WHAT IT’S ABOUT Josh Futturman (Josh Hutcherson) is a janitor at a lab involved in cutting-edge research in (ummm) STDs, specifically herpes. His boss, Dr. Kronish (Keith David), is kindly, but some others at this lab are not so kindly. In between swabbing floors and scrubbing toilets, Josh plays Biotic Wars, a ridiculously hard video game that no one has ever beaten. Then, one fine day, Josh finally wins, and at the moment of victory a pair of the game’s protagonists appear before him: Tiger (Eliza Coupe) and her demolitions-expert sidekick, Wolf (Derek Wilson). Tiger tells Josh that the game is actually a recruitment and training tool sent back in time from the year 2162, and designed to find the one person “with the skills to save us.” The “us” are remnant humans, forced into the underground resistance to battle the “biotics.” Josh is the guy who is now their last, best hope. Deploying a TTD — or Time Travel Device — the three head back in time to 1969 for a special mission.
MY SAY “Future Man” comes with a couple of significant firsts, which is almost always a reasonable pretext for a review if not necessarily a reasonable one for watching. Foremost, this is the first TV series for “Hunger Games” breakout star Josh Hutcherson, and the first TV comedy series from Seth Rogen and Evan Goldberg. This also features one of the final roles of wonderful character actor Glenne Headly, who died in June at 62. She plays Josh’s mom in a few brief scenes. (The first episode is dedicated to her.)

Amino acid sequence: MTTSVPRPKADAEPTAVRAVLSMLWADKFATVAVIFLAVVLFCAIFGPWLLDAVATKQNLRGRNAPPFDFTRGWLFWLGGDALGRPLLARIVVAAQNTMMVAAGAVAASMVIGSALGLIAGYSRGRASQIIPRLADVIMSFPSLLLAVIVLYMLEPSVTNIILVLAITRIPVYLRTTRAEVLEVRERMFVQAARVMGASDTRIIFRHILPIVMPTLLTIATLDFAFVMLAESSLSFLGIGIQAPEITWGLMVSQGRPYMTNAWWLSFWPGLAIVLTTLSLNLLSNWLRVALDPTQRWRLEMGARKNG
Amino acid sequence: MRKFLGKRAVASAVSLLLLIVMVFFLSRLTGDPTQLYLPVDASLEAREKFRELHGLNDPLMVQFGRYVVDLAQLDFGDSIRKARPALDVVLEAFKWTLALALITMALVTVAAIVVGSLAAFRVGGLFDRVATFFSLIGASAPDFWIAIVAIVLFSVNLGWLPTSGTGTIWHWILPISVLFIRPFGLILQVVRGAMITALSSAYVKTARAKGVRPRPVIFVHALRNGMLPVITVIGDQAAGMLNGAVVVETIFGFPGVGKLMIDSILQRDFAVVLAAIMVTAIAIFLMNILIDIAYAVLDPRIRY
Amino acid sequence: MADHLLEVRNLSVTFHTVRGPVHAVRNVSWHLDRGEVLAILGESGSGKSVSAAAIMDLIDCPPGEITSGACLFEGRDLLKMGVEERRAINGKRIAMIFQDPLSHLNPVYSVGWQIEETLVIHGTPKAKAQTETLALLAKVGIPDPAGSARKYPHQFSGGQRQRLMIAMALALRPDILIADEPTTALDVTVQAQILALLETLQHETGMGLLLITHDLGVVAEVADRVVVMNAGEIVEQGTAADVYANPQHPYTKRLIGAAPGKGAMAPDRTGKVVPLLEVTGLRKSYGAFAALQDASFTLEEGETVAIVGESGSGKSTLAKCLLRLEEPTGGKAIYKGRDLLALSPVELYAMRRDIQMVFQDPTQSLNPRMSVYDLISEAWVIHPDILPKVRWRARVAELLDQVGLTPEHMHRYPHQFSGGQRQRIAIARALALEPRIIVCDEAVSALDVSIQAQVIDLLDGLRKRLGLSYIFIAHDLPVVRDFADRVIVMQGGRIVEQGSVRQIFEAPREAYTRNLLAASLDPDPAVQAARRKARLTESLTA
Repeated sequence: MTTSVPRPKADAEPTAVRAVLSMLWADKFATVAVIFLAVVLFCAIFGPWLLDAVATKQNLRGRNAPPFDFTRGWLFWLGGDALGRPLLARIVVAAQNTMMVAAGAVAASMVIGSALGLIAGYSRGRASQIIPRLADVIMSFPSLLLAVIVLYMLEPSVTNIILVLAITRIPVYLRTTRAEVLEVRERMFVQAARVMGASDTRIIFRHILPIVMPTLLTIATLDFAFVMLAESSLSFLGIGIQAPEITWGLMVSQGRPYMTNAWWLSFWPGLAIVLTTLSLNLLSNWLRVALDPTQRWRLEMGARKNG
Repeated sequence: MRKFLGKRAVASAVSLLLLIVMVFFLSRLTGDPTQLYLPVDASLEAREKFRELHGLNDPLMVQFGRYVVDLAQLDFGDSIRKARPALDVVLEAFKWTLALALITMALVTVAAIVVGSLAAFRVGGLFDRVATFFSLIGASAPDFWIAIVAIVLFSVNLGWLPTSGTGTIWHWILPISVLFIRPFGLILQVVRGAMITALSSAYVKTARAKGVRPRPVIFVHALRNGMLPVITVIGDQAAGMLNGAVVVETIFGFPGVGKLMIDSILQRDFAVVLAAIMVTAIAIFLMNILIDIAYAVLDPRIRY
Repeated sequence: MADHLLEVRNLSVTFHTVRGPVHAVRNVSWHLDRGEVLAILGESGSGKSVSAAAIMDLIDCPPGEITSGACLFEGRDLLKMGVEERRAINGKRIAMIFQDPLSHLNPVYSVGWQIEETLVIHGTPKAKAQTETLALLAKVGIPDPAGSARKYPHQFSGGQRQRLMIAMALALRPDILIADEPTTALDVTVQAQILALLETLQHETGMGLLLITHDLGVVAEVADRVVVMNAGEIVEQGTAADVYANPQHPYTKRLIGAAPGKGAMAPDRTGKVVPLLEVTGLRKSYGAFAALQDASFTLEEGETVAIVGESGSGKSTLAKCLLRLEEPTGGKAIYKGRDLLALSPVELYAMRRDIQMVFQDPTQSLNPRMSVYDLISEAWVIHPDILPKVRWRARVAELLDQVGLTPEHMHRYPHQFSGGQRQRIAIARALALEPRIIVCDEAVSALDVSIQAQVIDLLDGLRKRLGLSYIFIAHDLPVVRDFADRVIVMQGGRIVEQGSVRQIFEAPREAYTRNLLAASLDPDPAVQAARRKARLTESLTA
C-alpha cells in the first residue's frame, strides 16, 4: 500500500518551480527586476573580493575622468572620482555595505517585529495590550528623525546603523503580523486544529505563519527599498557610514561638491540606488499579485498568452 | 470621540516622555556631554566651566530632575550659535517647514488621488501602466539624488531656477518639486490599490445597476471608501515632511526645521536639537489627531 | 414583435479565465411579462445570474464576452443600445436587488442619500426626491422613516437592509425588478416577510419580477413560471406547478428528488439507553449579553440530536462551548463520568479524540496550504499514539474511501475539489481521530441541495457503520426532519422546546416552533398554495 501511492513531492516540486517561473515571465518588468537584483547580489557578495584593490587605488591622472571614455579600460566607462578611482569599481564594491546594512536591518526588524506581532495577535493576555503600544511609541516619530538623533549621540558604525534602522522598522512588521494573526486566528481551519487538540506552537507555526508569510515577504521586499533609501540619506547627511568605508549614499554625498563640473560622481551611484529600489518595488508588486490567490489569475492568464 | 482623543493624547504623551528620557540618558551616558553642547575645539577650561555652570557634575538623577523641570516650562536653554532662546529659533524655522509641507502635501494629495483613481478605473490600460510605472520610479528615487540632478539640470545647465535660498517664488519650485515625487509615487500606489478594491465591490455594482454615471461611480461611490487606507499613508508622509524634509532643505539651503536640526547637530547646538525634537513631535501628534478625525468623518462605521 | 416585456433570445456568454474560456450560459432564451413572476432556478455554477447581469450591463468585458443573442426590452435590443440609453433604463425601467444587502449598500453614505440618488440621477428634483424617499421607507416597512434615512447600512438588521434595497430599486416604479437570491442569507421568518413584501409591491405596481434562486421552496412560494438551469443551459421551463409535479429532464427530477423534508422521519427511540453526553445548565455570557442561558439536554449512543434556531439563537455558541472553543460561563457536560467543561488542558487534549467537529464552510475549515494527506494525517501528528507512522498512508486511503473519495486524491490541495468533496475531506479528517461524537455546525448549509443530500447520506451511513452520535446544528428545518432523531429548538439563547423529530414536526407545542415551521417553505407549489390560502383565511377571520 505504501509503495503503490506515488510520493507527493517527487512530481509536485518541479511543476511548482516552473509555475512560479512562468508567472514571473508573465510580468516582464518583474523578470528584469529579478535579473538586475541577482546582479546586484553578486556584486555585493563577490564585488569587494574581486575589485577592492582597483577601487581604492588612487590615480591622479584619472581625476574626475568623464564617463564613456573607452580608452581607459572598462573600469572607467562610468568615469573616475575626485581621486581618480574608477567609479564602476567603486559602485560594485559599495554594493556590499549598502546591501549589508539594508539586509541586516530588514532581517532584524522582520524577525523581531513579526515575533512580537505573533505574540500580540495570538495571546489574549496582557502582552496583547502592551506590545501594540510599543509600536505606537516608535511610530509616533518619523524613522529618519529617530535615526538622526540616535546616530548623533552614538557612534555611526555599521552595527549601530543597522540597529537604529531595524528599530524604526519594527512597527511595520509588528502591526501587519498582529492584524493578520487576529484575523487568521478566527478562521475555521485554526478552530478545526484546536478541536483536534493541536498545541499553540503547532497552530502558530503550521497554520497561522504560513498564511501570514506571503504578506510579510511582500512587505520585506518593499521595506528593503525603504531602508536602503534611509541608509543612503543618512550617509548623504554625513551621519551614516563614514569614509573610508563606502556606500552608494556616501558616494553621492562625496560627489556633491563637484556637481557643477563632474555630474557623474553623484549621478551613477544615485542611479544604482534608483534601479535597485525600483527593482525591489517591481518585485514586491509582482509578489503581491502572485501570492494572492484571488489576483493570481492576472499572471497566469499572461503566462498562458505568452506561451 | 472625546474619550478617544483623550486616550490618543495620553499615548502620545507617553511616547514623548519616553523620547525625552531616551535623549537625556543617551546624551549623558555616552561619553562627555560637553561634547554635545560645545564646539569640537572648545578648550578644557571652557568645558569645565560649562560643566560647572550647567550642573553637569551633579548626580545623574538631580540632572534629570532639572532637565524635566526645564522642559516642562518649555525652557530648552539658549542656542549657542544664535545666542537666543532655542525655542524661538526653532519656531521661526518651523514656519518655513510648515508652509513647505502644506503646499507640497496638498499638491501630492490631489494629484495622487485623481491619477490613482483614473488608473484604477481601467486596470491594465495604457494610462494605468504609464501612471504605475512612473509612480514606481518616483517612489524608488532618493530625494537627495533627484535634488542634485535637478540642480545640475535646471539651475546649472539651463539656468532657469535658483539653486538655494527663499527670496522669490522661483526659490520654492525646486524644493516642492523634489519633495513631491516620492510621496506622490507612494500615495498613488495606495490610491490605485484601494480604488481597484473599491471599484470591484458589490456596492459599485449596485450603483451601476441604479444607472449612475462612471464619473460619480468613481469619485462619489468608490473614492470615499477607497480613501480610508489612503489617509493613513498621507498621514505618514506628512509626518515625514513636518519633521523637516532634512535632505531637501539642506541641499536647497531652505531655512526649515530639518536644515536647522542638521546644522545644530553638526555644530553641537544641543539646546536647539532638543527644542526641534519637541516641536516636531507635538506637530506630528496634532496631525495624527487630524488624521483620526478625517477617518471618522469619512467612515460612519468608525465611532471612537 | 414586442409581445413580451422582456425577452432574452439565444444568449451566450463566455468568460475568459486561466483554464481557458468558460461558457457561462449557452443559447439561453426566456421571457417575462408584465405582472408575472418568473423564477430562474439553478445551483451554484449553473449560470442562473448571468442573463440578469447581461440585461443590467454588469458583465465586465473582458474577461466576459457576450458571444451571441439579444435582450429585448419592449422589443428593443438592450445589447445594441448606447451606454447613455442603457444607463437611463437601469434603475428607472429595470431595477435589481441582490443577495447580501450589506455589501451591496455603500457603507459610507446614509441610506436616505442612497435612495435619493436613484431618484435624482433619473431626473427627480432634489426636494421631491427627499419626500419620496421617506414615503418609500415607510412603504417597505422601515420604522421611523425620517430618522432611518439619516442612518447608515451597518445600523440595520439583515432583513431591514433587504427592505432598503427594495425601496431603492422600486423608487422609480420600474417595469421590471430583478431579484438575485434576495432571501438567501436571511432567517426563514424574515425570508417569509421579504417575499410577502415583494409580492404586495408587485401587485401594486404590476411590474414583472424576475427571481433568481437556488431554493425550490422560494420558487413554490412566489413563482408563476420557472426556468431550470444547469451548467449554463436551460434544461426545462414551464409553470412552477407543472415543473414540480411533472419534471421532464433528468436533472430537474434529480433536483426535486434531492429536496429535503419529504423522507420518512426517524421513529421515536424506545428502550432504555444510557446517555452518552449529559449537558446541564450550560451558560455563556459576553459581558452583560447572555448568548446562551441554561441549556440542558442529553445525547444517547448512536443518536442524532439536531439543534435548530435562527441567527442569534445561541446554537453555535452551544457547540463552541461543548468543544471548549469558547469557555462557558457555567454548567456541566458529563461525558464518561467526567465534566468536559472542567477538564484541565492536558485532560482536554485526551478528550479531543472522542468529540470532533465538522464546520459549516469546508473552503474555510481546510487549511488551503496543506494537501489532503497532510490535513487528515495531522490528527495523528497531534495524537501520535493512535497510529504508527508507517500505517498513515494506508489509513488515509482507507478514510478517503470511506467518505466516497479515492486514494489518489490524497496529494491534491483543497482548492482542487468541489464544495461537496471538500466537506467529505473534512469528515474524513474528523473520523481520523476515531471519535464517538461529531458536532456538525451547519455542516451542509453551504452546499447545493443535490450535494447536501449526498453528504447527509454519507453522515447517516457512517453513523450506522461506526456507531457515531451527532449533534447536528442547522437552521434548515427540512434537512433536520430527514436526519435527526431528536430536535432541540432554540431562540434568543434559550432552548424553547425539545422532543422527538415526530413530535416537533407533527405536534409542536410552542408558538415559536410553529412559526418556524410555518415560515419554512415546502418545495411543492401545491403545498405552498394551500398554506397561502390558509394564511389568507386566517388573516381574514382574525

So, a good enough pretext to watch? Well ... Get beyond the names, the “firsts” and Headly and that pretext does start to fray. Too much of this is standard-issue Rogen/Goldberg, with violence, raw language and plotting that’s occasionally so lazy it hardly rises to the level of plot: more like a fast dash through chase scenes, fight scenes and comic relief scenes. It can be tired and exhausting, and you start to wonder if the best line is the one that comes before the opening credits: “Intended for mature audiences only.” (Seriously?)
But depending on your tolerance (or maturity) there’s some cause for hope, too. “Future Man” is mostly good-natured, never takes itself seriously, and maintains a steady stream of movie sci-fi 1980-2000 references that are intended as homage. As Josh himself observes, the entire plot-such-as-it-is comes from 1984’s “The Last Starfighter.” The finale, “Pandora’s Mailbox,” is a particularly clever tribute to James Cameron. It’s almost worth waiting for, or skipping to, and offers promise for an improved “Future Man 2.”
BOTTOM LINE Mostly lame, but also good-natured, with an amusing finale.